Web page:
Marion Cotillard is astonishing, giving the performance of the year in the Dardenne brothers’ exceptional drama TWO DAYS, ONE NIGHT.
Those are the words to describe Marion Cotillard’s performance and Jean-Pierre and Luc Dardenne’s film TWO DAYS, ONE NIGHT. When I saw the movie, I tweeted that they all “deserve every award going for this ace film” and it easily made my films of the year list for its emotional rollercoaster of a story that sees a woman experience the very worst and the very best of her fellow man on a weekend that will determine the rest of her life.
Sandra – surely one of Cotillard’s finest performances and I thought she was exquisite in Rust and Bone – is recovering. She’s been depressed and after a spell away on sick leave, relying a little too heavily on medication to get through the days at home, she learns that the company where she works is going to let her go as they realise they’ve done just fine without her while she’s been away. So instead of bringing her back into her old job, they’ll give the money that would have been spent on her salary to all her co-workers as a bonus. There’s been an off-the-books vote organised by the company’s slightly underhand foreman and that’s what going to take place. Sandra doesn’t have the energy to fight the decision and can think of nothing besides crawling back under her duvet to hide from what will happen to her.
But she’s not alone. Her husband Manu (superbly played by Fabrizio Rongione) and her best friend at the plant Juliette (a similarly brilliant Catherine Salee) are there for her – Manu in unbending support of her and Juliette as a bridge between Sandra and the company. It’s Juliette that convinces the owner of the plant, late on a Friday afternoon, to run a proper vote on Monday morning, thus giving Sandra the weekend to change her co-workers’ minds. Sounds relatively easy and after the first phone call, Sandra sees a tiny glimmer of hope and with Manu’s encouragement, decides to visit the remaining colleagues starting on Saturday morning.
But a phone call is nowhere near as hard as facing someone in person and asking them to give up a 1000 euro bonus that will make a difference to their life. The suburbs of the Belgian town in which she lives, reveal people struggling to get by on their meagre wages, having to resort to weekend jobs that aren’t exactly legal in some cases, just to survive. Sandra’s money is a godsend to them and as the visits go by, Sandra begins to lose courage, thinking it would be better for everyone if she just let it go.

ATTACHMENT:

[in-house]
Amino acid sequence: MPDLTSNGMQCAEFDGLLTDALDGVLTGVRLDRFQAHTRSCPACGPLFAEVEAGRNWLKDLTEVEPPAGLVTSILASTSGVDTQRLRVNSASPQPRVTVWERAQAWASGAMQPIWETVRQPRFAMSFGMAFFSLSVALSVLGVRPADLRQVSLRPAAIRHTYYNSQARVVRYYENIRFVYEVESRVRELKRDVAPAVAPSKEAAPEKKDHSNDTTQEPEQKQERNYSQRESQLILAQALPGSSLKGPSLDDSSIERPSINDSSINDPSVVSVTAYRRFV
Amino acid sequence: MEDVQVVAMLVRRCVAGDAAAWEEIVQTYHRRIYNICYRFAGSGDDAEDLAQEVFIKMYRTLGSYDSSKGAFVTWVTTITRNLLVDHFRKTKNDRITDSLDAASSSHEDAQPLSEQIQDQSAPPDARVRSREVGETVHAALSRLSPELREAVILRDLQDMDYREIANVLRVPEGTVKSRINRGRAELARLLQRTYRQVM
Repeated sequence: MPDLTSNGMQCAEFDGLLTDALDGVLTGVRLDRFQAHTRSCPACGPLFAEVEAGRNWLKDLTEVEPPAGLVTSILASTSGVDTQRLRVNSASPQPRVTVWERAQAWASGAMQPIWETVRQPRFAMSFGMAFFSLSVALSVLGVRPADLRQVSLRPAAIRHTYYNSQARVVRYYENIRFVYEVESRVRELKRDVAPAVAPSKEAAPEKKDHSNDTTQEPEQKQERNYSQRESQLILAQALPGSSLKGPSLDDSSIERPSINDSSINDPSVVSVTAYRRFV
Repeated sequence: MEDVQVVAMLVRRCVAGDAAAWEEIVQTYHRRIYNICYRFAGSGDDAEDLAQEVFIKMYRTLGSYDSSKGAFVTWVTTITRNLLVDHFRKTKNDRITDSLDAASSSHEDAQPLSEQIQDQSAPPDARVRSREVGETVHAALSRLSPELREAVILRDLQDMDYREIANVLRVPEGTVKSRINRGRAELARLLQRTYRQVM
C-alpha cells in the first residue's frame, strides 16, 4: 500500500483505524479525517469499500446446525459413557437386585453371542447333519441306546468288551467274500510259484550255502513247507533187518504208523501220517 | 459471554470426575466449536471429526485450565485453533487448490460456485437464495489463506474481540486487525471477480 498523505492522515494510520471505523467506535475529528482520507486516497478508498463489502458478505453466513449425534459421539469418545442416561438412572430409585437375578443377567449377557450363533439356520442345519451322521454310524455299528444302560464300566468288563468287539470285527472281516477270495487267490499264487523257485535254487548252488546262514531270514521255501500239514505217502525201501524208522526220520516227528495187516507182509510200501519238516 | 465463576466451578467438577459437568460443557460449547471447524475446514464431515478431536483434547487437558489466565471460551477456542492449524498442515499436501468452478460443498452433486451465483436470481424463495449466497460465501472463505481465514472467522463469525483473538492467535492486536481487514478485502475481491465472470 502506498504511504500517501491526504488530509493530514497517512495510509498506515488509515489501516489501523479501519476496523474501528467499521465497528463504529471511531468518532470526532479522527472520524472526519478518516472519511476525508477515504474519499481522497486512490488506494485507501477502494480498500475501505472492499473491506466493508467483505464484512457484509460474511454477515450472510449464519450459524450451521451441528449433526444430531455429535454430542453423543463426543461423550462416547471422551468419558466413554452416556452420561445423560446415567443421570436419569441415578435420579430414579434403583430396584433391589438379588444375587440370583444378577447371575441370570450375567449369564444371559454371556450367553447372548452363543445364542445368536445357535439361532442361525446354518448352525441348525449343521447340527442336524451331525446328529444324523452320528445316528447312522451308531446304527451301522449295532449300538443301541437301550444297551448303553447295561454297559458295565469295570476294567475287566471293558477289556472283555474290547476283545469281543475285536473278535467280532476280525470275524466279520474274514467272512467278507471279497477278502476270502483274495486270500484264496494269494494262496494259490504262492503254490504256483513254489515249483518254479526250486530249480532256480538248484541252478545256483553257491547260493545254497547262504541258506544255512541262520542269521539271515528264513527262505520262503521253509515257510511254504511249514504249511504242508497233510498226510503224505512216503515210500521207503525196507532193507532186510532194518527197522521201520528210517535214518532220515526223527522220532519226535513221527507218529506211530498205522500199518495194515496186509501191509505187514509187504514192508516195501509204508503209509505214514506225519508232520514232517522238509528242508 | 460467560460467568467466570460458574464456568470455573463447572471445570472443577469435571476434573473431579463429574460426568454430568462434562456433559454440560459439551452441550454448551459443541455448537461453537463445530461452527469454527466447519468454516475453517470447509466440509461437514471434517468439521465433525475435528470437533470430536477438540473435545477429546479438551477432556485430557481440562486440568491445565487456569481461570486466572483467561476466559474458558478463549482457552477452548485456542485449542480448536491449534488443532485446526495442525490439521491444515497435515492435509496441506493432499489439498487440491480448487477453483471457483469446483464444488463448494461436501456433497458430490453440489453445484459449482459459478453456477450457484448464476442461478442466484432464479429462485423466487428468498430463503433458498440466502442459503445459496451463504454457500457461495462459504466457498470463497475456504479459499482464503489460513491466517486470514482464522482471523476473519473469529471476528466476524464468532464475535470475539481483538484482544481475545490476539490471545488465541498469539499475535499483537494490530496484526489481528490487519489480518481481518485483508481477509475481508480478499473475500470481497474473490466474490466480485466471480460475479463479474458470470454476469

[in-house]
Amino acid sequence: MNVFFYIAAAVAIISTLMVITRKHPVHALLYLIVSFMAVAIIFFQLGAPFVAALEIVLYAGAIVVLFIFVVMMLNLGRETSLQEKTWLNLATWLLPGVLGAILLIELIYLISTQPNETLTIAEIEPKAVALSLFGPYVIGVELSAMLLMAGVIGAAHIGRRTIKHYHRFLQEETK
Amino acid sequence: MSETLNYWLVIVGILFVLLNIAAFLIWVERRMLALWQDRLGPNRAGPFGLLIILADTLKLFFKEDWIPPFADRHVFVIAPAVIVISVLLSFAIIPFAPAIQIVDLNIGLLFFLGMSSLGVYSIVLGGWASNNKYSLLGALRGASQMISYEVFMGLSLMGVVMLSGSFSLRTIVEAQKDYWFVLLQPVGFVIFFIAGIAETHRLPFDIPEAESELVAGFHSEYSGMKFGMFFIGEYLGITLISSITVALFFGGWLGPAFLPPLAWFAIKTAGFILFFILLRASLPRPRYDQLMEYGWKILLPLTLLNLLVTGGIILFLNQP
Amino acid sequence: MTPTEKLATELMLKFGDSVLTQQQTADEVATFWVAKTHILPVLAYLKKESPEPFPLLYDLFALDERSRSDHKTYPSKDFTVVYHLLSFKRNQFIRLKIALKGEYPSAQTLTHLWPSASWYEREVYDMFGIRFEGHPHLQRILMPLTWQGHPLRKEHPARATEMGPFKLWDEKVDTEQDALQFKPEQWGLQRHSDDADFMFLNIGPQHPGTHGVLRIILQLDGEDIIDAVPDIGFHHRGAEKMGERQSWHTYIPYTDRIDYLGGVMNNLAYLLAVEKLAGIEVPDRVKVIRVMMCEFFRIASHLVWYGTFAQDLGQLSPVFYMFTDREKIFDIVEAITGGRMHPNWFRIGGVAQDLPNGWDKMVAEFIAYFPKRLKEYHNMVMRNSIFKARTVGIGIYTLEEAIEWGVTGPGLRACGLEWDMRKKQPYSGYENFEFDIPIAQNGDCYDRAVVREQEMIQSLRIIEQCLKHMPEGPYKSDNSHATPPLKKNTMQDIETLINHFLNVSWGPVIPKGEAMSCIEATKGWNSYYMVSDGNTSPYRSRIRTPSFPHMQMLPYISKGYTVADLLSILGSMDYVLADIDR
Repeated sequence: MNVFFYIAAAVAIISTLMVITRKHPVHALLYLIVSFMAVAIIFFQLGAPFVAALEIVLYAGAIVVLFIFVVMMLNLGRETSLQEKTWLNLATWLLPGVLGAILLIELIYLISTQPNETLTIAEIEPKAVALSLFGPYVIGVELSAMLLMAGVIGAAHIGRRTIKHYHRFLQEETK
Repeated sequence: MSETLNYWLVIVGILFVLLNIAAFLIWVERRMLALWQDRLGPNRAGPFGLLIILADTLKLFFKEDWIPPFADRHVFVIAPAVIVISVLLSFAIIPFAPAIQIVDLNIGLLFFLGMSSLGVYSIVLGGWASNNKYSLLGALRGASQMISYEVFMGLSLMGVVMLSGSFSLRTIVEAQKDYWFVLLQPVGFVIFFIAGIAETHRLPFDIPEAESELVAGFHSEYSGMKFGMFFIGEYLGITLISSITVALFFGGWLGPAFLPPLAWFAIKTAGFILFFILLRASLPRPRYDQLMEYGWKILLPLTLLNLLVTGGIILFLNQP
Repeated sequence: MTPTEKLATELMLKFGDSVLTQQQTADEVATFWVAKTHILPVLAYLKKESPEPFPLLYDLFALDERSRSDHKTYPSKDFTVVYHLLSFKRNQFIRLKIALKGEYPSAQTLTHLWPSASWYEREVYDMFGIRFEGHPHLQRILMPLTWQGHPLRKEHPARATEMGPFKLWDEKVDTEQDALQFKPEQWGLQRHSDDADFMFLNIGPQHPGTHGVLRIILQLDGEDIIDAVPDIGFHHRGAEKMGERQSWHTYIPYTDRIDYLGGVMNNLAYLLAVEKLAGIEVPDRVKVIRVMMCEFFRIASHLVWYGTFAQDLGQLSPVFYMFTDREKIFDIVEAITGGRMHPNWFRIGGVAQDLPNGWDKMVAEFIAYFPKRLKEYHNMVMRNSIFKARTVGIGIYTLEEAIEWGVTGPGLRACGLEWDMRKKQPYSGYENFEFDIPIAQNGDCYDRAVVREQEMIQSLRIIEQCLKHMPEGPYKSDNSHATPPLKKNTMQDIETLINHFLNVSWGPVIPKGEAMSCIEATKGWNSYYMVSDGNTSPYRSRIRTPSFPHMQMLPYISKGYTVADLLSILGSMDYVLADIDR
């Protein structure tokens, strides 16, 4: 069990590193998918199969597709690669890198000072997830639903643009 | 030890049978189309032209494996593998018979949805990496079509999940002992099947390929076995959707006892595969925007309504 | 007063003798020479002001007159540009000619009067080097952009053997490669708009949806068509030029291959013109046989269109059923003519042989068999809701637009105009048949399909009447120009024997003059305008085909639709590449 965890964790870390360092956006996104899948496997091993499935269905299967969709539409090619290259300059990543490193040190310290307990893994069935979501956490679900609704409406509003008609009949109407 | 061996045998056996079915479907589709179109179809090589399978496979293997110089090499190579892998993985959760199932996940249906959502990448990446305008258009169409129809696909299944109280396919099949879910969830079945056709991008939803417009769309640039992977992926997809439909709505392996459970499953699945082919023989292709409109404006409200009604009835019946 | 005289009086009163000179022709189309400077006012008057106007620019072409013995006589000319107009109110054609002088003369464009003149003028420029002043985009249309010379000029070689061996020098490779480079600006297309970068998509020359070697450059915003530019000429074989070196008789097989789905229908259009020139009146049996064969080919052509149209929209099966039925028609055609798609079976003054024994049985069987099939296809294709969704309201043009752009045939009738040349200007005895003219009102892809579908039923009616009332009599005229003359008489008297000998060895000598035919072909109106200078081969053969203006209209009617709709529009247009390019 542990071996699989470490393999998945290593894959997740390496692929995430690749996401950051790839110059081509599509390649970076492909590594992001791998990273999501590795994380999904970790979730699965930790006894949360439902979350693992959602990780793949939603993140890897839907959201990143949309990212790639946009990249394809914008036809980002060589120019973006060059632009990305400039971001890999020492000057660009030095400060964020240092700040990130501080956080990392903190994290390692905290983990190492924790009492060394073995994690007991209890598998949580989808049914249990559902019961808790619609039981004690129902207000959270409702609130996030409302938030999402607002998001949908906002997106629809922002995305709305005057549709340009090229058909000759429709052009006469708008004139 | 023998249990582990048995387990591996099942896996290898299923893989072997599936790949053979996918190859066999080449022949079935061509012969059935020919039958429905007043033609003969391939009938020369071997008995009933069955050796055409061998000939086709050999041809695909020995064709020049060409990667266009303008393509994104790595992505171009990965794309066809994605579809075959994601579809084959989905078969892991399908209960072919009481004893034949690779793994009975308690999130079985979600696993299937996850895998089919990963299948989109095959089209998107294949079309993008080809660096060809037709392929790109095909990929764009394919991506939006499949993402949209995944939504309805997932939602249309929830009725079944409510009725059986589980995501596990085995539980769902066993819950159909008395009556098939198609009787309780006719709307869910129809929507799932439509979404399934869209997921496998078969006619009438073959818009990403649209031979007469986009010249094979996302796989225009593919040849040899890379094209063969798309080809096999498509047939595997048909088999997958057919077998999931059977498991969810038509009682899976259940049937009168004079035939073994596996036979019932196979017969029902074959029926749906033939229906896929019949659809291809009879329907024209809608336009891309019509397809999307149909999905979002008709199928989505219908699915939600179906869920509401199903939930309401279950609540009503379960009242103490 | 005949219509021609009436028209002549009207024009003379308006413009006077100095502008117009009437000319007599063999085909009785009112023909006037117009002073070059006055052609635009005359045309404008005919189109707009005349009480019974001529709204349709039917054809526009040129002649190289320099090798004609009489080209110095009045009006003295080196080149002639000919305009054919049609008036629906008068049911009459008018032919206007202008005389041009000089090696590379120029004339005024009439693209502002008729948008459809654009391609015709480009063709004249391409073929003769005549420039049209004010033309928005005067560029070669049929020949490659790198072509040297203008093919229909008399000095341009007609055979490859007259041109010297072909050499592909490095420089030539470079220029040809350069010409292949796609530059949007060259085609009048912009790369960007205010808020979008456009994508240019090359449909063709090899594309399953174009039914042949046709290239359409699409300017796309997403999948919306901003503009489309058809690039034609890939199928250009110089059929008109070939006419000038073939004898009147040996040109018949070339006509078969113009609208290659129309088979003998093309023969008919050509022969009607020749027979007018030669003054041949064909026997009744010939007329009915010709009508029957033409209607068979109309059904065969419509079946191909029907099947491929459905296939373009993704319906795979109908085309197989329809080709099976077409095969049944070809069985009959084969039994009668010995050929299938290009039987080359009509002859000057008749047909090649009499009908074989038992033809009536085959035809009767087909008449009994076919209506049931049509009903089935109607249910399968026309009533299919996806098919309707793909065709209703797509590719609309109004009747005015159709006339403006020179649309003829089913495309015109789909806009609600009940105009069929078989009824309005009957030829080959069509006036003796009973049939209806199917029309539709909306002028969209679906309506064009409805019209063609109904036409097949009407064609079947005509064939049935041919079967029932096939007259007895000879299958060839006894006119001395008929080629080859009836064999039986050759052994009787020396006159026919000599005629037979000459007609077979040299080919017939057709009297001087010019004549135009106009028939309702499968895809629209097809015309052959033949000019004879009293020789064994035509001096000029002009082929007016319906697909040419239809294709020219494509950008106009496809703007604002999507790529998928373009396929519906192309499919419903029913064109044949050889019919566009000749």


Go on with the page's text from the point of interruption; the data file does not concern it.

Her journey rapidly becomes as gripping as any thriller, pulling you between hope and despair and more than that, her plight becomes something epic – an almost mythical quest to regain some ounce of self. Manu won’t let her give up and an incredibly heartfelt meeting with one her colleagues spells a breakthrough. So Sandra starts, very slowly, to grow in confidence and the remainder of the weekend becomes as much about this new-found self-esteem as what may happen come Monday morning. It’s that journey rather than the outcome that matters.
TWO DAYS, ONE NIGHT (Deux Jours, Une Nuit) is the first Dardenne brothers film that I’ve seen (my bad) but from reading about their previous Cannes award-winning work – Rosetta and L’Enfant – and also their most recent picture The Kid with a Bike, their work is centred in realism, depicting stories with mostly non-actors. Casting one of France’s (and the world’s) most celebrated and admired actresses in Marion Cotillard perhaps seems either a departure or a wish to have their work seen in a more mainstream, not exclusively art-house or festival, context.
But Cotillard is such a magnificent performer that she slips into this world effortlessly. Her Sandra is exhausted to the point that her once flawless beauty has now faded into a memory and when we first see her, seems almost hollowed out, a shell of her former self. Watching her journey back to being a wife and mother and a person in her own universe is a marvel to behold and I can only recommend you also taking this journey at the earliest opportunity.